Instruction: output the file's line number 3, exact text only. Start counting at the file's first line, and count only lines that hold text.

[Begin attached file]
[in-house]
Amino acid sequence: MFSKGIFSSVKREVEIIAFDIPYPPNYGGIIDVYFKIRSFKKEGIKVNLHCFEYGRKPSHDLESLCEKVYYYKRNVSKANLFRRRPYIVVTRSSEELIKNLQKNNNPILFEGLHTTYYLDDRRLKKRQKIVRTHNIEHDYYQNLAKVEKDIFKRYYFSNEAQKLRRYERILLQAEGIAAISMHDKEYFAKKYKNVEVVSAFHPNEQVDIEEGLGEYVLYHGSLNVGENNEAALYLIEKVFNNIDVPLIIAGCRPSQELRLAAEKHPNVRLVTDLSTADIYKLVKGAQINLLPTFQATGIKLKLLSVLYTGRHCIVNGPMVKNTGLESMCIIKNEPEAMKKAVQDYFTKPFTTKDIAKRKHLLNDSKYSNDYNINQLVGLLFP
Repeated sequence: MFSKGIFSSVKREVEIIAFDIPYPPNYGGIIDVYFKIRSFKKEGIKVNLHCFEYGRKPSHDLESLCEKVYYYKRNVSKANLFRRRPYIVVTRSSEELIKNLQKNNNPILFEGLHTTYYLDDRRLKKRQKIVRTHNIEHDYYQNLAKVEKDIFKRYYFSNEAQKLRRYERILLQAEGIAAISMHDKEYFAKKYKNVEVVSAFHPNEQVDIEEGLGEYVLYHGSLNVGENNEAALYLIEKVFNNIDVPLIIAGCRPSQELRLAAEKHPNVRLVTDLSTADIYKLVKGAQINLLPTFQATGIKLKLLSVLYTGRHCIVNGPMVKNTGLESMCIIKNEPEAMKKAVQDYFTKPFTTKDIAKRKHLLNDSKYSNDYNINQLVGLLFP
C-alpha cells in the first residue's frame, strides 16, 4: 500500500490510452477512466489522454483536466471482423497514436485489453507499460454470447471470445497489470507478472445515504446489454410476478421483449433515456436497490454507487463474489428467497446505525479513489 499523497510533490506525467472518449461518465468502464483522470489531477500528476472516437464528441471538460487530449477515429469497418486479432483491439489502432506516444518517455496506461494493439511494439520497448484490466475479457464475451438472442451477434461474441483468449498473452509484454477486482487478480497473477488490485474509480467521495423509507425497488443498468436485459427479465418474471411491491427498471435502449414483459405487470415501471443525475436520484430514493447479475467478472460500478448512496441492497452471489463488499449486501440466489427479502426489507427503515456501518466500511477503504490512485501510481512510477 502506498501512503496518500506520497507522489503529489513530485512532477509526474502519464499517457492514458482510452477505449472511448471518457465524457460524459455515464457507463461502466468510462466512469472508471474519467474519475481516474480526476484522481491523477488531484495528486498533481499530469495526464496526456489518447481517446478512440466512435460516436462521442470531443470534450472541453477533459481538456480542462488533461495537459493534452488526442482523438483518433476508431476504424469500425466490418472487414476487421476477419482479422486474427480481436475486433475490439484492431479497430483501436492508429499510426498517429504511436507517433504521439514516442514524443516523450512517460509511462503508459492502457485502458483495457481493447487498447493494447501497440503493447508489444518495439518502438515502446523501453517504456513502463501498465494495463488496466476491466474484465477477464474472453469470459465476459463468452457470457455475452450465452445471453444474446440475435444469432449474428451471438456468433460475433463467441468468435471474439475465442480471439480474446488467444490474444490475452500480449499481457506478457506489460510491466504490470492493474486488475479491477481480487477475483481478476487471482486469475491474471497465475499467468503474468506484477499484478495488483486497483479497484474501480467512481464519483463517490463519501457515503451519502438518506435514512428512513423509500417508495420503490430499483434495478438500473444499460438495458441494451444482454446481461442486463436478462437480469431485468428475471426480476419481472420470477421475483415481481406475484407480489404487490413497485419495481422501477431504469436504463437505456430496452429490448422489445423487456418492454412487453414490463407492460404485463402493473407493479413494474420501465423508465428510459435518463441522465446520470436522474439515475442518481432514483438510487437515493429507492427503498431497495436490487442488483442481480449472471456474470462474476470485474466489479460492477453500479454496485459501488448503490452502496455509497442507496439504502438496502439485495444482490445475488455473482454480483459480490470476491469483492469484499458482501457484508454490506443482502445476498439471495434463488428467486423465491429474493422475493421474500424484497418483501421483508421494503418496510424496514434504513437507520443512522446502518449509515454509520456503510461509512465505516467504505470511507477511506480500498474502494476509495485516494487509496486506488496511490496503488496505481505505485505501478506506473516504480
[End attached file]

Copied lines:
Repeated sequence: MFSKGIFSSVKREVEIIAFDIPYPPNYGGIIDVYFKIRSFKKEGIKVNLHCFEYGRKPSHDLESLCEKVYYYKRNVSKANLFRRRPYIVVTRSSEELIKNLQKNNNPILFEGLHTTYYLDDRRLKKRQKIVRTHNIEHDYYQNLAKVEKDIFKRYYFSNEAQKLRRYERILLQAEGIAAISMHDKEYFAKKYKNVEVVSAFHPNEQVDIEEGLGEYVLYHGSLNVGENNEAALYLIEKVFNNIDVPLIIAGCRPSQELRLAAEKHPNVRLVTDLSTADIYKLVKGAQINLLPTFQATGIKLKLLSVLYTGRHCIVNGPMVKNTGLESMCIIKNEPEAMKKAVQDYFTKPFTTKDIAKRKHLLNDSKYSNDYNINQLVGLLFP